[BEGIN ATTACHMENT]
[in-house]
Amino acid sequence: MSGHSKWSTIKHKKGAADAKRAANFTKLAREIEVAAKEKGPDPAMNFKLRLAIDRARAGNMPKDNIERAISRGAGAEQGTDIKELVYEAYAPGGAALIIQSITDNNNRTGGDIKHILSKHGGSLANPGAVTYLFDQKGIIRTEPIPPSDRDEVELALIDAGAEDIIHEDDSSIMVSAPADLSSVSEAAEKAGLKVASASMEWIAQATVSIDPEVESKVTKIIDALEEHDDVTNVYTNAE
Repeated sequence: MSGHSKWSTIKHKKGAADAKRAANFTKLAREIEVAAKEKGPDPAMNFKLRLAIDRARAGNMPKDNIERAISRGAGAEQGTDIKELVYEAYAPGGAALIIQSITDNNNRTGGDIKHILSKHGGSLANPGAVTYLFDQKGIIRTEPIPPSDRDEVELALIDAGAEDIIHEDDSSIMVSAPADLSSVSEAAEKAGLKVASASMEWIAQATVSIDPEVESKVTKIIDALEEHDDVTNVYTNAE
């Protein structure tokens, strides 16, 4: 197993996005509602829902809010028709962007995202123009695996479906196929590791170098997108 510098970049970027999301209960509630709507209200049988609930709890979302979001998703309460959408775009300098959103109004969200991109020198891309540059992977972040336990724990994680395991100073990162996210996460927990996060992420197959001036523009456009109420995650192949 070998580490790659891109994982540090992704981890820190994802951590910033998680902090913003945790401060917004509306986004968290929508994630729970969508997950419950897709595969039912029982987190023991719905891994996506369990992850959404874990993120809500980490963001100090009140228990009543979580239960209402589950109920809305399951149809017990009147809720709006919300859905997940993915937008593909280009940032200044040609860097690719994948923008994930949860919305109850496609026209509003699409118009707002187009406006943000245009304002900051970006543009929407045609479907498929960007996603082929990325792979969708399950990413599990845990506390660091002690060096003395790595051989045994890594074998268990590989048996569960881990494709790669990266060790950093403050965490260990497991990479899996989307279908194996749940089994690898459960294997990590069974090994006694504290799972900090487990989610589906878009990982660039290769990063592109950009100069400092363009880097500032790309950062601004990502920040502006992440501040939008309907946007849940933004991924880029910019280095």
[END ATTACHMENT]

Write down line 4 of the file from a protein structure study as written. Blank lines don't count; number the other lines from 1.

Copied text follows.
């Protein structure tokens, strides 16, 4: 197993996005509602829902809010028709962007995202123009695996479906196929590791170098997108 510098970049970027999301209960509630709507209200049988609930709890979302979001998703309460959408775009300098959103109004969200991109020198891309540059992977972040336990724990994680395991100073990162996210996460927990996060992420197959001036523009456009109420995650192949 070998580490790659891109994982540090992704981890820190994802951590910033998680902090913003945790401060917004509306986004968290929508994630729970969508997950419950897709595969039912029982987190023991719905891994996506369990992850959404874990993120809500980490963001100090009140228990009543979580239960209402589950109920809305399951149809017990009147809720709006919300859905997940993915937008593909280009940032200044040609860097690719994948923008994930949860919305109850496609026209509003699409118009707002187009406006943000245009304002900051970006543009929407045609479907498929960007996603082929990325792979969708399950990413599990845990506390660091002690060096003395790595051989045994890594074998268990590989048996569960881990494709790669990266060790950093403050965490260990497991990479899996989307279908194996749940089994690898459960294997990590069974090994006694504290799972900090487990989610589906878009990982660039290769990063592109950009100069400092363009880097500032790309950062601004990502920040502006992440501040939008309907946007849940933004991924880029910019280095």